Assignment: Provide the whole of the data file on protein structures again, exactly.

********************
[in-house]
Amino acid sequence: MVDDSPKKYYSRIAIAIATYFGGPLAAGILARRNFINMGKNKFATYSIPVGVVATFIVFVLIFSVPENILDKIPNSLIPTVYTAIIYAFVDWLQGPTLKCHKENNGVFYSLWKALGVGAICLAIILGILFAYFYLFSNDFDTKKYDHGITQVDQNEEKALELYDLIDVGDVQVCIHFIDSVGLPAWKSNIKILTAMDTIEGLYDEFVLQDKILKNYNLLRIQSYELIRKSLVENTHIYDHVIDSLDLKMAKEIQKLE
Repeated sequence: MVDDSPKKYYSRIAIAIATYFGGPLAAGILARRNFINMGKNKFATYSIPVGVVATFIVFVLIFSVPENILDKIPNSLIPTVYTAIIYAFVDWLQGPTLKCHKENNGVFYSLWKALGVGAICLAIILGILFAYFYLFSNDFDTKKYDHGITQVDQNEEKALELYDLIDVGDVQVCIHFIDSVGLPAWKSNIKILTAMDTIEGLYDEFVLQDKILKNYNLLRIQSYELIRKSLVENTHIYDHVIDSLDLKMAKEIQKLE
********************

[in-house]
Amino acid sequence: MVDDSPKKYYSRIAIAIATYFGGPLAAGILARRNFINMGKNKFATYSIPVGVVATFIVFVLIFSVPENILDKIPNSLIPTVYTAIIYAFVDWLQGPTLKCHKENNGVFYSLWKALGVGAICLAIILGILFAYFYLFSNDFDTKKYDHGITQVDQNEEKALELYDLIDVGDVQVCIHFIDSVGLPAWKSNIKILTAMDTIEGLYDEFVLQDKILKNYNLLRIQSYELIRKSLVENTHIYDHVIDSLDLKMAKEIQKLE
Repeated sequence: MVDDSPKKYYSRIAIAIATYFGGPLAAGILARRNFINMGKNKFATYSIPVGVVATFIVFVLIFSVPENILDKIPNSLIPTVYTAIIYAFVDWLQGPTLKCHKENNGVFYSLWKALGVGAICLAIILGILFAYFYLFSNDFDTKKYDHGITQVDQNEEKALELYDLIDVGDVQVCIHFIDSVGLPAWKSNIKILTAMDTIEGLYDEFVLQDKILKNYNLLRIQSYELIRKSLVENTHIYDHVIDSLDLKMAKEIQKLE